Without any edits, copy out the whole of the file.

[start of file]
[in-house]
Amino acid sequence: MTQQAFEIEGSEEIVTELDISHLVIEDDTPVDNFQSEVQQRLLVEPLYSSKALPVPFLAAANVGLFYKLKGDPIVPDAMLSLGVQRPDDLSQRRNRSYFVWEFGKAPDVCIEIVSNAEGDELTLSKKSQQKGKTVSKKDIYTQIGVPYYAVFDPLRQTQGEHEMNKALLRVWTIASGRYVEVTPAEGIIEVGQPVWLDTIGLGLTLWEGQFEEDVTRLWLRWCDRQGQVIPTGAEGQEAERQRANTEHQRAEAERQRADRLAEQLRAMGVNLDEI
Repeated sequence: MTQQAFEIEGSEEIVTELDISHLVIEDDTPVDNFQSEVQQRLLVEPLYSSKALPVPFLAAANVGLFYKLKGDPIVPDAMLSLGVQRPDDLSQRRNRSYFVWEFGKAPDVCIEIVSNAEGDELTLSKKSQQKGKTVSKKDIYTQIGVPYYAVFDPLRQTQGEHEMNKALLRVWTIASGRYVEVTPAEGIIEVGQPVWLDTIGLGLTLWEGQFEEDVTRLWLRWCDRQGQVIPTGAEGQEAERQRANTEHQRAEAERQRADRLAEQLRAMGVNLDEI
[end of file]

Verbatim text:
[in-house]
Amino acid sequence: MTQQAFEIEGSEEIVTELDISHLVIEDDTPVDNFQSEVQQRLLVEPLYSSKALPVPFLAAANVGLFYKLKGDPIVPDAMLSLGVQRPDDLSQRRNRSYFVWEFGKAPDVCIEIVSNAEGDELTLSKKSQQKGKTVSKKDIYTQIGVPYYAVFDPLRQTQGEHEMNKALLRVWTIASGRYVEVTPAEGIIEVGQPVWLDTIGLGLTLWEGQFEEDVTRLWLRWCDRQGQVIPTGAEGQEAERQRANTEHQRAEAERQRADRLAEQLRAMGVNLDEI
Repeated sequence: MTQQAFEIEGSEEIVTELDISHLVIEDDTPVDNFQSEVQQRLLVEPLYSSKALPVPFLAAANVGLFYKLKGDPIVPDAMLSLGVQRPDDLSQRRNRSYFVWEFGKAPDVCIEIVSNAEGDELTLSKKSQQKGKTVSKKDIYTQIGVPYYAVFDPLRQTQGEHEMNKALLRVWTIASGRYVEVTPAEGIIEVGQPVWLDTIGLGLTLWEGQFEEDVTRLWLRWCDRQGQVIPTGAEGQEAERQRANTEHQRAEAERQRADRLAEQLRAMGVNLDEI